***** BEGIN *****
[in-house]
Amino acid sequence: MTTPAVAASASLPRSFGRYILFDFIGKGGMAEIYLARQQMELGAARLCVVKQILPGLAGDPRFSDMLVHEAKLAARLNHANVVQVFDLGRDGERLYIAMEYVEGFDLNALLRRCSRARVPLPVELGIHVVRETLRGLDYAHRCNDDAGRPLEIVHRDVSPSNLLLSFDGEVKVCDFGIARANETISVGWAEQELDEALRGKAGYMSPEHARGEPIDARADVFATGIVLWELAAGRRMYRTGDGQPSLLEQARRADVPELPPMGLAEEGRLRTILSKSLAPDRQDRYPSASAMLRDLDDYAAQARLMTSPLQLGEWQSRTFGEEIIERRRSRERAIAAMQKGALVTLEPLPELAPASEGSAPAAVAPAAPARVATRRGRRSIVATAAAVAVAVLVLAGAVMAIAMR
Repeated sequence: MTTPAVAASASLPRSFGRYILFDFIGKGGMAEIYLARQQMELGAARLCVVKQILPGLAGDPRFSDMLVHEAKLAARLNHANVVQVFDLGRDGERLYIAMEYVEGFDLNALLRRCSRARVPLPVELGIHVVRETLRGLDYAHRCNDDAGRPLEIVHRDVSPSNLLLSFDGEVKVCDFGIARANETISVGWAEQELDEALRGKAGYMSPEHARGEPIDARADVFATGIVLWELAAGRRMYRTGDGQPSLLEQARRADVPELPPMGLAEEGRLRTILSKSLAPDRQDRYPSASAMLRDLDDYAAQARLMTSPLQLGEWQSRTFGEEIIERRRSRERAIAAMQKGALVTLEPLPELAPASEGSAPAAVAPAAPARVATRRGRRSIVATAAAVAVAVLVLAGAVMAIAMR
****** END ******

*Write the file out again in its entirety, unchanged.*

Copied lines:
[in-house]
Amino acid sequence: MTTPAVAASASLPRSFGRYILFDFIGKGGMAEIYLARQQMELGAARLCVVKQILPGLAGDPRFSDMLVHEAKLAARLNHANVVQVFDLGRDGERLYIAMEYVEGFDLNALLRRCSRARVPLPVELGIHVVRETLRGLDYAHRCNDDAGRPLEIVHRDVSPSNLLLSFDGEVKVCDFGIARANETISVGWAEQELDEALRGKAGYMSPEHARGEPIDARADVFATGIVLWELAAGRRMYRTGDGQPSLLEQARRADVPELPPMGLAEEGRLRTILSKSLAPDRQDRYPSASAMLRDLDDYAAQARLMTSPLQLGEWQSRTFGEEIIERRRSRERAIAAMQKGALVTLEPLPELAPASEGSAPAAVAPAAPARVATRRGRRSIVATAAAVAVAVLVLAGAVMAIAMR
Repeated sequence: MTTPAVAASASLPRSFGRYILFDFIGKGGMAEIYLARQQMELGAARLCVVKQILPGLAGDPRFSDMLVHEAKLAARLNHANVVQVFDLGRDGERLYIAMEYVEGFDLNALLRRCSRARVPLPVELGIHVVRETLRGLDYAHRCNDDAGRPLEIVHRDVSPSNLLLSFDGEVKVCDFGIARANETISVGWAEQELDEALRGKAGYMSPEHARGEPIDARADVFATGIVLWELAAGRRMYRTGDGQPSLLEQARRADVPELPPMGLAEEGRLRTILSKSLAPDRQDRYPSASAMLRDLDDYAAQARLMTSPLQLGEWQSRTFGEEIIERRRSRERAIAAMQKGALVTLEPLPELAPASEGSAPAAVAPAAPARVATRRGRRSIVATAAAVAVAVLVLAGAVMAIAMR